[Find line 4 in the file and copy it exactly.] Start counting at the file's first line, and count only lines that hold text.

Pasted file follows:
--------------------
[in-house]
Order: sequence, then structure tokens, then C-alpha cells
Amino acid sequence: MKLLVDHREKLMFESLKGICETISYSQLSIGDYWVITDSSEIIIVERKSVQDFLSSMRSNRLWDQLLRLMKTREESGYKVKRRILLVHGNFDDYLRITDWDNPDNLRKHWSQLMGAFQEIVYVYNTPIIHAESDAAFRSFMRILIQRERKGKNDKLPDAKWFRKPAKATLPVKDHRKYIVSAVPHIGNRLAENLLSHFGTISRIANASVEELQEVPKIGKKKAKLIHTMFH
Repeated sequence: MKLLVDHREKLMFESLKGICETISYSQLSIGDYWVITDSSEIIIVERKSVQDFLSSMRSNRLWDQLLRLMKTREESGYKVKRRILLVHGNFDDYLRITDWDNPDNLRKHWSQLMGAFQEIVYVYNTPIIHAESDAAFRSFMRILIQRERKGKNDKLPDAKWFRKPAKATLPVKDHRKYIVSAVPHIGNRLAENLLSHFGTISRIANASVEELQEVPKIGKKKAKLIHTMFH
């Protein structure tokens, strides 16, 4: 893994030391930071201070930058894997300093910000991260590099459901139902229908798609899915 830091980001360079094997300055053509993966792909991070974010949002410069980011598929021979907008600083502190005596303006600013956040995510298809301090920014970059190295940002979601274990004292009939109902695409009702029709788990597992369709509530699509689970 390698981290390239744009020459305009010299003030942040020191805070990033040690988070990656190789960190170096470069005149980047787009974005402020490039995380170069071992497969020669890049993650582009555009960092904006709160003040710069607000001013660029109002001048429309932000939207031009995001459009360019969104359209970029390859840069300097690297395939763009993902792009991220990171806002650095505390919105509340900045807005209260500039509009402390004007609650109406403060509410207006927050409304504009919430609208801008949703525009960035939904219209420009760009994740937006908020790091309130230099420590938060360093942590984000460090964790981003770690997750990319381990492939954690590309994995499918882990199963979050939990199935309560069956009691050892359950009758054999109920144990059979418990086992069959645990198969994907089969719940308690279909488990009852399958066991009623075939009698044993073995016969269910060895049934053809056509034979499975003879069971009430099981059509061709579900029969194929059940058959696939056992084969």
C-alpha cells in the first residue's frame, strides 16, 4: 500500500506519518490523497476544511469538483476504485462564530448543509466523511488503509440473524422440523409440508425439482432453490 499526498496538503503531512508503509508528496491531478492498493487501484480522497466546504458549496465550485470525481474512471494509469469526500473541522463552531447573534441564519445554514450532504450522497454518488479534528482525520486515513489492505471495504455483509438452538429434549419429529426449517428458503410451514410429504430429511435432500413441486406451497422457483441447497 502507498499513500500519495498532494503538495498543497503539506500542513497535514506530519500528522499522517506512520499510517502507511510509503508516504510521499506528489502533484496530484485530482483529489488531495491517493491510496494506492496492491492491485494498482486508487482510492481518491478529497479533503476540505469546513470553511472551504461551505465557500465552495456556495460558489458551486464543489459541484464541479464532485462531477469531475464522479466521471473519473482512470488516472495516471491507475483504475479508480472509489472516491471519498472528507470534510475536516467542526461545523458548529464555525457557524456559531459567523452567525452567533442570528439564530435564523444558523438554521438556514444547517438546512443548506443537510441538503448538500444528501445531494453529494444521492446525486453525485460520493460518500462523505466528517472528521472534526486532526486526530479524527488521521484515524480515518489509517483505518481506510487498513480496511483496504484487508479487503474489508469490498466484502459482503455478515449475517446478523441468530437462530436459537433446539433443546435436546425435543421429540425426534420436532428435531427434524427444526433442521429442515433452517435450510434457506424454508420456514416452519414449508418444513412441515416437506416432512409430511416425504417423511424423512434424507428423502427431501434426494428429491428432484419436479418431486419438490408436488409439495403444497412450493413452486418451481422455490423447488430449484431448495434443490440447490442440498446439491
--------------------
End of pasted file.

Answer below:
Repeated sequence: MKLLVDHREKLMFESLKGICETISYSQLSIGDYWVITDSSEIIIVERKSVQDFLSSMRSNRLWDQLLRLMKTREESGYKVKRRILLVHGNFDDYLRITDWDNPDNLRKHWSQLMGAFQEIVYVYNTPIIHAESDAAFRSFMRILIQRERKGKNDKLPDAKWFRKPAKATLPVKDHRKYIVSAVPHIGNRLAENLLSHFGTISRIANASVEELQEVPKIGKKKAKLIHTMFH